Starlink set to disrupt Phillipines telco market

Iris Gonzales - The Philippine Star

MANILA, Philippines — Elon Musk’s SpaceX is set to disrupt the Philippine telco industry, now that it will enter the country in the first quarter of the year with its offer of high-speed internet.

The move would also open exploration opportunities for other US telco players to enter the Philippines, whose internet infrastructure continues to lag far behind its regional peers.

SpaceX will likely feel a huge gap in the country whose internet-crazy population is still struggling with intermittent signal, especially in far-flung areas, its local partner said.

Musk’s SpaceX will enter the country through a partnership with tycoon Henry Sy Jr.’s Data Lake.

SpaceX operates Starlink, which banks on low earth orbit (LEO) satellites to beam internet to the surface.

Starlink’s satellite dishes can be mounted on top of roofs to connect to these LEOs, making the service available to areas unserved by local internet providers.

The partnership between Musk’s SpaceX and Sy’s Data Lake is set to start rolling out this quarter.

Data Lake is the Philippine-based data company of Sy and Anthony Almeda and the first Starlink integrator in the country.

The proponents recently met with President Marcos to discuss the expedited entry of Starlink as a satellite internet provider.

Philippine Ambassador to the US Jose Manuel Romualdez, Department of Information and Communications Technology (DICT) Secretary Ivan John Uy, and Starlink representative Nick Galano were present to support the talks, in response to the US government’s direction to hasten its expansion.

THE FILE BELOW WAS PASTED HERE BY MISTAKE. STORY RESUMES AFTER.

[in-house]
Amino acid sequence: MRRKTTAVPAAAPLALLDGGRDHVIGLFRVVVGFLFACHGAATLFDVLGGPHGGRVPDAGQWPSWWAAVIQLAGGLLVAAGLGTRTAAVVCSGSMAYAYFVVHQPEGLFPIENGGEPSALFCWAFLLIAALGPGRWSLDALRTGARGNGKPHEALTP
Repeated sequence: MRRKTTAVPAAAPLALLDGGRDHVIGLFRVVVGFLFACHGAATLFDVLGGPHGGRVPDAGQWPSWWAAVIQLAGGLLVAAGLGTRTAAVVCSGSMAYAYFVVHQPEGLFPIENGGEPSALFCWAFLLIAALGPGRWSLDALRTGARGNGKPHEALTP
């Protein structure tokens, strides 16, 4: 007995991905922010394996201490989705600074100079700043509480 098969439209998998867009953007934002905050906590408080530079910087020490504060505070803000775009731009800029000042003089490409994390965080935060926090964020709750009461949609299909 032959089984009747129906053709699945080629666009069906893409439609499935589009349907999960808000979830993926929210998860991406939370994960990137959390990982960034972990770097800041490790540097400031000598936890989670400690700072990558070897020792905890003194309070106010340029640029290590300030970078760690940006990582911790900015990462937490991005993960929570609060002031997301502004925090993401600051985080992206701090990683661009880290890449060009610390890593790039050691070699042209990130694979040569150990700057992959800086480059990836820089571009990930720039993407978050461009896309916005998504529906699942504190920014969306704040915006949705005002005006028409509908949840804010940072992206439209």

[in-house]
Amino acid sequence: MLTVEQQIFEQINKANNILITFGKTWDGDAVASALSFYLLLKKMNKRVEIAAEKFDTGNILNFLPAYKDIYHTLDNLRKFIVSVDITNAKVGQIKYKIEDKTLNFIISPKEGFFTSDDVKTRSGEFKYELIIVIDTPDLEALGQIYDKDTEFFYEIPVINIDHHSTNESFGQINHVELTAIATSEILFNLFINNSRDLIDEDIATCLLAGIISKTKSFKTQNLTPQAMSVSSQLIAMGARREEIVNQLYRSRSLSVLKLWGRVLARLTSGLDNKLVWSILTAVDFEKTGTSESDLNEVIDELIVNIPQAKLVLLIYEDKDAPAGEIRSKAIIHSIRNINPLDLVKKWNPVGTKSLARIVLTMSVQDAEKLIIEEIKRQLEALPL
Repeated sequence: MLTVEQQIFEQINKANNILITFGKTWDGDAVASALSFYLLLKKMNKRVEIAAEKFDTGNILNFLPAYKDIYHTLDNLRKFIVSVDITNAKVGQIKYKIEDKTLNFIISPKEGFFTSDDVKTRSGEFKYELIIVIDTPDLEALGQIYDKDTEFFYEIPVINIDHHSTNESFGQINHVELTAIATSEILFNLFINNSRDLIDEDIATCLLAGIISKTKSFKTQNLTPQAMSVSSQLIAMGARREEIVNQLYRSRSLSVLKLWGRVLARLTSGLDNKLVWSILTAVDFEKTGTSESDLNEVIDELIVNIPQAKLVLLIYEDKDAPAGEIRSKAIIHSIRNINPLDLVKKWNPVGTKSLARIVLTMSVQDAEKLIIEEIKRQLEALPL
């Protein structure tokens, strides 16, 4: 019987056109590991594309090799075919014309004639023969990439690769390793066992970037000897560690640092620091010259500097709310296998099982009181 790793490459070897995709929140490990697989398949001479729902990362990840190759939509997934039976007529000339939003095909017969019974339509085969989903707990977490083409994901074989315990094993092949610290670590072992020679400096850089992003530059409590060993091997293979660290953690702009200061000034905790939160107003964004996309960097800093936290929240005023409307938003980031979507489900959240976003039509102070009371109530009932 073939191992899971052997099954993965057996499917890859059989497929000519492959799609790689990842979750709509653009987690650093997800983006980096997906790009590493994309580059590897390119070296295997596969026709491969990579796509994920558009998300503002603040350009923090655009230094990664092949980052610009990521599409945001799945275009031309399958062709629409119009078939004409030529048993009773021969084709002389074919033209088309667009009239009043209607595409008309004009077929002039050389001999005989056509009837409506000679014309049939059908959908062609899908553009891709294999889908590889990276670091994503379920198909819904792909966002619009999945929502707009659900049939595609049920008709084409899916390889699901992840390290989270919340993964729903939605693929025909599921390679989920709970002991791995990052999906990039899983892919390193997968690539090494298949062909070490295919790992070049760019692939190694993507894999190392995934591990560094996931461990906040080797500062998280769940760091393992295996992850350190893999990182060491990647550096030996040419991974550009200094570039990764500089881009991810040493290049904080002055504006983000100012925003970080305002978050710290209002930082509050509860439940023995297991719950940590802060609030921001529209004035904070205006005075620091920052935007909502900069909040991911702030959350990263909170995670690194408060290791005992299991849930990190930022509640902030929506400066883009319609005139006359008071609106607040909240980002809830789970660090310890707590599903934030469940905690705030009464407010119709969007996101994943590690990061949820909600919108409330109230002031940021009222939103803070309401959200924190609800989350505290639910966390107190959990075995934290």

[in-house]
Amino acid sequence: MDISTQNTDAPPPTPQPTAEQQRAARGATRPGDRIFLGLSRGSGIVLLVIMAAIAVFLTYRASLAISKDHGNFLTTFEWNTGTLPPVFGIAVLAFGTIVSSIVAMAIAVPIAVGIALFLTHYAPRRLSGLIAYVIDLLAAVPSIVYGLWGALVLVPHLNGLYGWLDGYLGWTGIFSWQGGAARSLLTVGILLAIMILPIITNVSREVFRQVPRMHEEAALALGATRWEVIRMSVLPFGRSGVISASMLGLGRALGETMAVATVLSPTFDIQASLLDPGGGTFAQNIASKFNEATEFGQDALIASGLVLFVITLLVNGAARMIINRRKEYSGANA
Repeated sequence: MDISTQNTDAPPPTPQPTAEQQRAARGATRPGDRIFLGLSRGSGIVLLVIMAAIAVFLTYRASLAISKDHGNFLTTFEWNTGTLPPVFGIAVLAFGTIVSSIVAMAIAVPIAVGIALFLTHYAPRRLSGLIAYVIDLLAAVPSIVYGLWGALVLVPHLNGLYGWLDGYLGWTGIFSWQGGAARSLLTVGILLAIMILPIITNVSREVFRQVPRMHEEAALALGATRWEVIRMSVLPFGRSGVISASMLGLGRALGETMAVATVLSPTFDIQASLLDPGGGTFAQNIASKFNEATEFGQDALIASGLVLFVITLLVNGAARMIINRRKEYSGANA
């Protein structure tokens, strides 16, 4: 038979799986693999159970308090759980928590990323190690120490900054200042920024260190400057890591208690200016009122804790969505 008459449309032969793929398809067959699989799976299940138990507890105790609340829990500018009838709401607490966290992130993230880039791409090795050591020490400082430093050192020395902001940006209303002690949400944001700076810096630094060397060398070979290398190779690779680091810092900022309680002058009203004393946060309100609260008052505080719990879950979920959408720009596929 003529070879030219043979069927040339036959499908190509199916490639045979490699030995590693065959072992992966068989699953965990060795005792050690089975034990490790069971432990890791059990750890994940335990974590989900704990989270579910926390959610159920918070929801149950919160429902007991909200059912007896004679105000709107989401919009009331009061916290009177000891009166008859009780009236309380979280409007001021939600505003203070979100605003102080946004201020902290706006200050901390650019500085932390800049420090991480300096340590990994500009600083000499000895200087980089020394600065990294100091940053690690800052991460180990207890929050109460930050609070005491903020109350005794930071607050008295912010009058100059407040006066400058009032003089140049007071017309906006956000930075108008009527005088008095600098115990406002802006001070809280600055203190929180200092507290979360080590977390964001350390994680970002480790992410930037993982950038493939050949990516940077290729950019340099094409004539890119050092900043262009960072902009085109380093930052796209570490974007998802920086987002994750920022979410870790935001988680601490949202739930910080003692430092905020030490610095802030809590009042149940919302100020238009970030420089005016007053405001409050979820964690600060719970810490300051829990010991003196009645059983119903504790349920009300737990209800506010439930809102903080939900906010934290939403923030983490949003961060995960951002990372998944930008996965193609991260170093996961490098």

Delays in the production and deployment of LEO satellites pushed back Starlink’s initial December 2022 entry to the first quarter of 2023.

Once established in the country, Starlink will be able to provide high-speed broadband internet to end-users, including remote areas, as it uses satellites positioned in LEOs compared to the conventional and more costly underground fiber optic cables.

Starlink plans to offer its service to Philippine customers at an initial price of $599 per satellite unit and connectivity service at $99 per month, with a download speed of 200 Mbps.

Data Lake vice chairman and CEO Anthony Almeda said the partnership’s service offering would be a game changer in the industry.

“We are excited to finally introduce Starlink to the Philippine market by the first quarter of 2023. The high speed, low latency broadband internet service through the use of satellites will be game changing in connecting our 7,640 islands to the rest of the world. This will also be in line with President Marcos’ push for greater digitization,” Almeda said.

Last year, then president Rodrigo Duterte signed the amended Public Service Act, which has allowed 100 percent foreign ownership in select sectors such as telcos and airports.


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